Rosa Maria Carless: Artist, writer and wife of a British diplomat


Rosa Maria Carless was a distinguished Brazilian artist and writer on cultural affairs from Sao Paulo who was married to the British diplomat Hugh Carless. They met when Carless was serving as Second Secretary at the British Embassy in Rio de Janeiro, and were married in Tehran in 1957, where Carless was posted as First (Oriental) Secretary in the British embassy, shortly after his renowned "short walk in the Hindu Kush" with the explorer and travel-writer Eric Newby, who wrote a bestselling book of that title.

She was later to broadcast about her Persian honeymoon on the BBC World Service, recounting: "I remember laughing happily when, at our wedding reception, the ambassador said that I must have really been in love because I had travelled 12,000 miles in order to get married. I had in fact come from the other side of the world – from Brazil." She became the consummate and selfless diplomatic wife, but developed her own independent career as an artist; it was perhaps her saving, because the diplomatic life did not come easily to her.

Rosa Maria Frontini was the eldest of three daughters, born to a senior banker in Sao Paulo in 1921. Both her parents were of Italian stock and she grew up speaking Italian inside the home and Portuguese outside, becoming fluent in five languages. Following university she became the deputy curator of the Museum of Modern Art in Sao Paulo and brought 79 of its paintings, including works by Degas, Gaugin, Monet and Renoir, to the Tate Gallery (now Tate Britain) for an exhibition in 1954. There she met Hugh Carless's brother, Richard, who urged Hugh to meet the vivacious young Brazilian. A cricket tour from Rio to Sao Paulo afforded him the opportunity to do so.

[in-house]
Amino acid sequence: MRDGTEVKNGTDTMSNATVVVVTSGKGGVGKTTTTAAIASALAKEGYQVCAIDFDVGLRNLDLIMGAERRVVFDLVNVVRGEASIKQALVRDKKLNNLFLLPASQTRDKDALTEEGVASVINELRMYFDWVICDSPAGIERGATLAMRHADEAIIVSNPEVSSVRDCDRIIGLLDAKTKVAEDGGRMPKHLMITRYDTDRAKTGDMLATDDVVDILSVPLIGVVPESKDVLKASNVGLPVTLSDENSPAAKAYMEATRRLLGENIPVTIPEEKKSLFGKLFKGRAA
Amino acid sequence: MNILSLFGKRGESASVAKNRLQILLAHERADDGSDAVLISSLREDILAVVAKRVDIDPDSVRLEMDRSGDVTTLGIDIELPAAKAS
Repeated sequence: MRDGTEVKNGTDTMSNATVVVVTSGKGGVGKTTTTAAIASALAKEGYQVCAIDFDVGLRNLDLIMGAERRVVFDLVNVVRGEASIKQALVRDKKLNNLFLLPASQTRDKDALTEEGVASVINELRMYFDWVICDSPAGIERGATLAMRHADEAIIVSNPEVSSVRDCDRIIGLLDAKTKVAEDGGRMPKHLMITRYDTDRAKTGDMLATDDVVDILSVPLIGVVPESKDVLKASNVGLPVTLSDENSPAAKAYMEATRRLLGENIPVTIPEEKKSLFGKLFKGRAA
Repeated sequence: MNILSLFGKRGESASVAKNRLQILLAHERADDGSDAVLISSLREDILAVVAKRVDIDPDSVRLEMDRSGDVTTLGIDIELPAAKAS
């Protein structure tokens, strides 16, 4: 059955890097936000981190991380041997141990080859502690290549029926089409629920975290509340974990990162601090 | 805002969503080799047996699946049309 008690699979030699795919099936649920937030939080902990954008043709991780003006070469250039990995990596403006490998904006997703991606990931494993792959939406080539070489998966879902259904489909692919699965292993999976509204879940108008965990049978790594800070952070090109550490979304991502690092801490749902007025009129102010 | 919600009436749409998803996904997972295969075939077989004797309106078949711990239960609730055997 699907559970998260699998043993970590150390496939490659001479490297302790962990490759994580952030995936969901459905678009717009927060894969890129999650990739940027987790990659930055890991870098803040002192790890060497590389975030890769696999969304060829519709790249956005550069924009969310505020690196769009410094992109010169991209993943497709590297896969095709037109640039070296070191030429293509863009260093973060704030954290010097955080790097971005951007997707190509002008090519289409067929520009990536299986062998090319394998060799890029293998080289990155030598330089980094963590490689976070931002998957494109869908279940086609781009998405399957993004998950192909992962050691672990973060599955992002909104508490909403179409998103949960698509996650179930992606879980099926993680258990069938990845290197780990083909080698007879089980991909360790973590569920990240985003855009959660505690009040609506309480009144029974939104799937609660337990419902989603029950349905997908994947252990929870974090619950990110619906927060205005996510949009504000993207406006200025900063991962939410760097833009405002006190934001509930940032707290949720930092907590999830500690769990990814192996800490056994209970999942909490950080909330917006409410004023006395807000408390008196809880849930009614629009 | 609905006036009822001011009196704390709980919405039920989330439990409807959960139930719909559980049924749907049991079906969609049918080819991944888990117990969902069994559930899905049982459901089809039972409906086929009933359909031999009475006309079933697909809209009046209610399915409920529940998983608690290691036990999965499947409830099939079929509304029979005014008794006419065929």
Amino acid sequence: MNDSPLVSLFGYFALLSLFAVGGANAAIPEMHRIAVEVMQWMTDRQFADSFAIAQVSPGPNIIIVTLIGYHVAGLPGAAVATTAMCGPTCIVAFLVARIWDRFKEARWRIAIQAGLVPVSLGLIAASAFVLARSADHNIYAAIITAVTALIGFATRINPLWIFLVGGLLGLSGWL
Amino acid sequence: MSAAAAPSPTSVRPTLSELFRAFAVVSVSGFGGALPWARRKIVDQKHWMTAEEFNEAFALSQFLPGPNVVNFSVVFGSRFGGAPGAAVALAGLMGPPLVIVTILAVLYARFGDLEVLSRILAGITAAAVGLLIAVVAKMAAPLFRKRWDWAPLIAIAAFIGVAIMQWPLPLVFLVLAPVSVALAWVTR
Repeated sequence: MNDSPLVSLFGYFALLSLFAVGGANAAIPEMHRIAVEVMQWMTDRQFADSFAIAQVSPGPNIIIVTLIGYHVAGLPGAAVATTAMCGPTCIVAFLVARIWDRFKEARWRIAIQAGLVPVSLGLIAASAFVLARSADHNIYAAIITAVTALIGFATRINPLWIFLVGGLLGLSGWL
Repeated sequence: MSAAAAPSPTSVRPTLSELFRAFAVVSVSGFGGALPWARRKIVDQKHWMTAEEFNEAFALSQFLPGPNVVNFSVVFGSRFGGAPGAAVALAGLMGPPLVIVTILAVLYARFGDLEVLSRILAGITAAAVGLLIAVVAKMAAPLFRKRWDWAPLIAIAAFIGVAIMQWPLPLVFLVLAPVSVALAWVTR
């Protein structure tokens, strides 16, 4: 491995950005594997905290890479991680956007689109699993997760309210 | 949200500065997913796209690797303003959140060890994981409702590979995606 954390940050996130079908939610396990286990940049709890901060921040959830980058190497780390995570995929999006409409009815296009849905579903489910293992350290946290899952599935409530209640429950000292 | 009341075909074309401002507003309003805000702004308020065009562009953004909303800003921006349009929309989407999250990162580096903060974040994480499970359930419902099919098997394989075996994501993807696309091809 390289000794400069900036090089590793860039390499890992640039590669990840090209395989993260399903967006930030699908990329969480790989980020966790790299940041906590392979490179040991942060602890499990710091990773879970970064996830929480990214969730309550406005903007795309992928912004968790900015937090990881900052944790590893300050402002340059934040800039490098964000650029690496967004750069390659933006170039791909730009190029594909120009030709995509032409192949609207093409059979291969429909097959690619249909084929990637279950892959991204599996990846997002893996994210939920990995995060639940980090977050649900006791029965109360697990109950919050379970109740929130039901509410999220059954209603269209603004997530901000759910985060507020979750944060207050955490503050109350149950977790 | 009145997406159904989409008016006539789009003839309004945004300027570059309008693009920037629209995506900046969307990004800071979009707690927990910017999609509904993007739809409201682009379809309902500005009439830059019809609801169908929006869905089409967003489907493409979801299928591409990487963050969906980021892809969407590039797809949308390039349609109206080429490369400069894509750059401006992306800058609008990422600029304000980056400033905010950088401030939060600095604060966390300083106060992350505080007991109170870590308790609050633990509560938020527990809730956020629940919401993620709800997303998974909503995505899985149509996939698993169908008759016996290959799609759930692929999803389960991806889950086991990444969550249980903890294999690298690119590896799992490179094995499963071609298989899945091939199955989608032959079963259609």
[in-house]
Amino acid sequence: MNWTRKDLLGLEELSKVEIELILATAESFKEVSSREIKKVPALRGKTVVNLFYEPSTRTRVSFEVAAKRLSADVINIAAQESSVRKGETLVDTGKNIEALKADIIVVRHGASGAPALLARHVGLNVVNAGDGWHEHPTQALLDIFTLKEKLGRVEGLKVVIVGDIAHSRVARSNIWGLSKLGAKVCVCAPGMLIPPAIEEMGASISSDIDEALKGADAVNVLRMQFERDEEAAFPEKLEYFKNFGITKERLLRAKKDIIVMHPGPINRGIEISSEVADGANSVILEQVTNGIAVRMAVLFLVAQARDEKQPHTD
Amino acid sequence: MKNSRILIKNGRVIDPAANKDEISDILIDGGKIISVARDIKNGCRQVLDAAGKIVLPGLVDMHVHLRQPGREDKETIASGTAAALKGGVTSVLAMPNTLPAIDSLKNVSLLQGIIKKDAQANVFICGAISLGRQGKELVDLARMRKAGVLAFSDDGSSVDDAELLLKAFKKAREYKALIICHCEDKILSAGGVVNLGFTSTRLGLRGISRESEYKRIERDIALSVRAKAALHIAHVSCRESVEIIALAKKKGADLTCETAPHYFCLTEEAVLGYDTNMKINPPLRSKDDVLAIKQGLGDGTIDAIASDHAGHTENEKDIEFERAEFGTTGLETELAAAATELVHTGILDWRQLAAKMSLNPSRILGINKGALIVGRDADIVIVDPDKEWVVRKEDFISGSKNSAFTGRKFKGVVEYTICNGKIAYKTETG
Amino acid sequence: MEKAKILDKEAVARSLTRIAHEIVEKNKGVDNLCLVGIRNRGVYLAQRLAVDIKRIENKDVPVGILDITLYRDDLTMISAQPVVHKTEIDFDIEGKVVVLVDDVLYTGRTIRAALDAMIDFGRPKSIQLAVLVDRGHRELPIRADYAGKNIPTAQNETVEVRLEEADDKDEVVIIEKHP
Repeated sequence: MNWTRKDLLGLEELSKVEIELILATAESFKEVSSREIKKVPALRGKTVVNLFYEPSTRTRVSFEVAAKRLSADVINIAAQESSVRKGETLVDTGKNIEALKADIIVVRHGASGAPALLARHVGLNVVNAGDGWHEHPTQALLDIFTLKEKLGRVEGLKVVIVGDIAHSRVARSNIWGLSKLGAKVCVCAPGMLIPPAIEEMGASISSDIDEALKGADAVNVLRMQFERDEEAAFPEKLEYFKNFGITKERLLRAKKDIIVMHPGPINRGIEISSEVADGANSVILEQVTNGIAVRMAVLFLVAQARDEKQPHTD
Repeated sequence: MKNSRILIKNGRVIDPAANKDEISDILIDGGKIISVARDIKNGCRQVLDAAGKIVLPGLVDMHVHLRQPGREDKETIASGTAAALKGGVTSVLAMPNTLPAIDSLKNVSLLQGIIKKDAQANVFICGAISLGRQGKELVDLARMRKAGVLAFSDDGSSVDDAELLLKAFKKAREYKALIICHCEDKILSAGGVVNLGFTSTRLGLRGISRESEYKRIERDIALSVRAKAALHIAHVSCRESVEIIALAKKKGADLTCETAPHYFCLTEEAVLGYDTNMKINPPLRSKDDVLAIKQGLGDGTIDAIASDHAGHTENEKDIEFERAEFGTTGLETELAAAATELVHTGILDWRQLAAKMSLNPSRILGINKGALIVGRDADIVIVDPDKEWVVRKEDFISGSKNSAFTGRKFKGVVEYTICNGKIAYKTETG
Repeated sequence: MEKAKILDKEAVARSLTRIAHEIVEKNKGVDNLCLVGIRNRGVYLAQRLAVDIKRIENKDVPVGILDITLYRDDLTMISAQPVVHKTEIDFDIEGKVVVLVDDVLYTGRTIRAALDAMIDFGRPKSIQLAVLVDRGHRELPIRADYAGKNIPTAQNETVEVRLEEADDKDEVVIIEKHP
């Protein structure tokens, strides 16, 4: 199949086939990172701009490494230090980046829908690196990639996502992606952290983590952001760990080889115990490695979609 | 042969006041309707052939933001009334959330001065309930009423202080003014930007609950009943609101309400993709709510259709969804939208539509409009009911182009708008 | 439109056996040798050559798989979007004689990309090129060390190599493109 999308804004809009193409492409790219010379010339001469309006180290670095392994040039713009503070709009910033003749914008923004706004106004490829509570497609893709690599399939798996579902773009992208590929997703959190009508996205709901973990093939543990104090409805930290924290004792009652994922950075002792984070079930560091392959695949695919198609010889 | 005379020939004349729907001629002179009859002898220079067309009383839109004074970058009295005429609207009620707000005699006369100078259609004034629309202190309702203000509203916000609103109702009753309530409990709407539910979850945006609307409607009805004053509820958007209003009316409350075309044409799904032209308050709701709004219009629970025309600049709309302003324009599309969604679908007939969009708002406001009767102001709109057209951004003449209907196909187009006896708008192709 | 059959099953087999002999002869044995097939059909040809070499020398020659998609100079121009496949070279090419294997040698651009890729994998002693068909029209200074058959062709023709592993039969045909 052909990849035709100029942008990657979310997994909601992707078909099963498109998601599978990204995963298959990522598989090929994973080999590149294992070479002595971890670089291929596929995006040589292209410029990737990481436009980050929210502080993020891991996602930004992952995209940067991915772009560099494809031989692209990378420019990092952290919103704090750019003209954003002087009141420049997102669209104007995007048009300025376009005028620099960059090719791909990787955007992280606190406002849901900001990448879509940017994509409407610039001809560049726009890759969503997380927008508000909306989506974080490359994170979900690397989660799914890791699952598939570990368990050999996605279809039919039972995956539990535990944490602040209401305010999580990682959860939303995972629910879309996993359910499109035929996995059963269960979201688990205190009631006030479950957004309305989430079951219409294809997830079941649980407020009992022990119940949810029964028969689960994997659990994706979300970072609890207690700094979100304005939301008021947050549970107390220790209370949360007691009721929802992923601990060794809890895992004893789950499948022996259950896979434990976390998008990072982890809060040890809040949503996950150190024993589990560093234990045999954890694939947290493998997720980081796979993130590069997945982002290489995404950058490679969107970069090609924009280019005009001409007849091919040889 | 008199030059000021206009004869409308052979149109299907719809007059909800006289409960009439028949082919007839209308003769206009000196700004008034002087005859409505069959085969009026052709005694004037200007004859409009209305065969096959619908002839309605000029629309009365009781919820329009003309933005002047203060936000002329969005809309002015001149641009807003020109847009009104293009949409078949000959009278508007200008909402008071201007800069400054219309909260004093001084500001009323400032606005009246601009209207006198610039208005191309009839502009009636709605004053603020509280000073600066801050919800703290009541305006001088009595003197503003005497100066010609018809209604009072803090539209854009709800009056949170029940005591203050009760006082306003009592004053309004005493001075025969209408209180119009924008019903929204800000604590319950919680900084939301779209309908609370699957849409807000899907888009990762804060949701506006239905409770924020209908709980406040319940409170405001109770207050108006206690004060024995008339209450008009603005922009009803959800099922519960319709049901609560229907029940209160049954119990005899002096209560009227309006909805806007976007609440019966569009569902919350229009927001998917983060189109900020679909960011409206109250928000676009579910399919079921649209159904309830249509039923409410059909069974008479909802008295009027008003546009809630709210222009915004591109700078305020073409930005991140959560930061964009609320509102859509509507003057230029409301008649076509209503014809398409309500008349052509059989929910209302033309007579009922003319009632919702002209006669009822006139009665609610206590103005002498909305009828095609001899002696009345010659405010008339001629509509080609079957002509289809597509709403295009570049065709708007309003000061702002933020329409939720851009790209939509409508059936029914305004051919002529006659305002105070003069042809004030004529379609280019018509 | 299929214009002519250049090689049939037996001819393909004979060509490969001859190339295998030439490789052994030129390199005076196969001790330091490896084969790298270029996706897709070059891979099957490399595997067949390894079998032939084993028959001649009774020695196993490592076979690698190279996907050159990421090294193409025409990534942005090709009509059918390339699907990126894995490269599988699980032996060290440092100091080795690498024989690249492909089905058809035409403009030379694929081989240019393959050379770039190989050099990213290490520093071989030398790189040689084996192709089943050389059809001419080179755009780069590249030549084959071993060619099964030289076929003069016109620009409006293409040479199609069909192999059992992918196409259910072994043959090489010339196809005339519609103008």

Before their wedding she received a grant to travel through the US to give lectures on Brazilian art and to study how American museums were organised. The Brazilian government awarded her the Leopoldinho Medal for services to culture.

At first she found life as a diplomatic wife extremely challenging. She confessed to Katie Hickman, author of the book Daughters of Britannia, that she was "very frightened" by the diplomatic scene: "I was working in a museum in Sao Paulo and I had a lot of friends of all different types. I mixed with a lot of artists. I led a rather bohemian life, but in a decent way, not a crazy way.

The thought of being in an Embassy, it was almost like a boarding school. I received a letter before I went to Tehran saying that the ambassadress liked the women to wear stockings and gloves – even in the heat." At other times, she found the diplomatic life tedious, with little to do or talk about at embassy parties. "Rosa Carless, posted to Angola in the 1960s, knew this conversational ennui as cri-cri, after its usual subject matter, crianças 9children) and criadas (maids)," Hickman wrote.

However, she developed a passion for cooking, including Persian recipes, during the posting to Iran, where she was also captivated by the vivid turquoise colours of Iranian ceramics and mosques. These spurred her to study the history of art at the Courtauld Institute on their return to London.

It was in Angola, where Hugh Carless served as Consul-General in Luanda from 1967-70, that Rosa found an escape in painting, developing her distinctive abstract style, initially with felt-tip pens and later in acrylics. She gained international recognition for her stylised large canvas abstracts depicting the jungle, whether African or Brazilian, and its flora and fauna.